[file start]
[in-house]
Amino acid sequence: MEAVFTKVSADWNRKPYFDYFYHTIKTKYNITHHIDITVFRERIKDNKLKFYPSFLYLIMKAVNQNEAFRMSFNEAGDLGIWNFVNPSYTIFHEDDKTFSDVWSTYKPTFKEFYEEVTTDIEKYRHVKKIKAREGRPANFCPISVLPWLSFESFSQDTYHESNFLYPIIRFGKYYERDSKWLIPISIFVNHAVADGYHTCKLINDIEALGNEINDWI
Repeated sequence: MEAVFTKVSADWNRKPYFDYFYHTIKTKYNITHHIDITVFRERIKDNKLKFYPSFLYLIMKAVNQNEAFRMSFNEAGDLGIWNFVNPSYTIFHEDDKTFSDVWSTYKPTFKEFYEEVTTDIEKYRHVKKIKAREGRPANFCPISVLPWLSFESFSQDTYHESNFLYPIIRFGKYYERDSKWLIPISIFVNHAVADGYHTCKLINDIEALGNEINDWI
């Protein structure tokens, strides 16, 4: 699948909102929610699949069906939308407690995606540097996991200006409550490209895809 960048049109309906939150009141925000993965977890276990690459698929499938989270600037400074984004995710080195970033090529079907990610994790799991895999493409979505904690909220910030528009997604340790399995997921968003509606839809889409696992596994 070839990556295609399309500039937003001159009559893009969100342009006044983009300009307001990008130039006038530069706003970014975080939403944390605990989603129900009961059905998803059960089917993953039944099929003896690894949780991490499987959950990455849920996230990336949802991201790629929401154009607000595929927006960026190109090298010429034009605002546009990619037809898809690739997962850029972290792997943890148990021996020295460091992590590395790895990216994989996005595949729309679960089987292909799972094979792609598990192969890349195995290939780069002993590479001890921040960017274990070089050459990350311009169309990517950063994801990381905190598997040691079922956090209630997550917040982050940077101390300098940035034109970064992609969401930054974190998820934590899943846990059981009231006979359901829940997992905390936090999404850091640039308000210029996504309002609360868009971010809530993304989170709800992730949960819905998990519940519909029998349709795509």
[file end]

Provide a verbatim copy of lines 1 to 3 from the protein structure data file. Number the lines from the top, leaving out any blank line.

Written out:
[in-house]
Amino acid sequence: MEAVFTKVSADWNRKPYFDYFYHTIKTKYNITHHIDITVFRERIKDNKLKFYPSFLYLIMKAVNQNEAFRMSFNEAGDLGIWNFVNPSYTIFHEDDKTFSDVWSTYKPTFKEFYEEVTTDIEKYRHVKKIKAREGRPANFCPISVLPWLSFESFSQDTYHESNFLYPIIRFGKYYERDSKWLIPISIFVNHAVADGYHTCKLINDIEALGNEINDWI
Repeated sequence: MEAVFTKVSADWNRKPYFDYFYHTIKTKYNITHHIDITVFRERIKDNKLKFYPSFLYLIMKAVNQNEAFRMSFNEAGDLGIWNFVNPSYTIFHEDDKTFSDVWSTYKPTFKEFYEEVTTDIEKYRHVKKIKAREGRPANFCPISVLPWLSFESFSQDTYHESNFLYPIIRFGKYYERDSKWLIPISIFVNHAVADGYHTCKLINDIEALGNEINDWI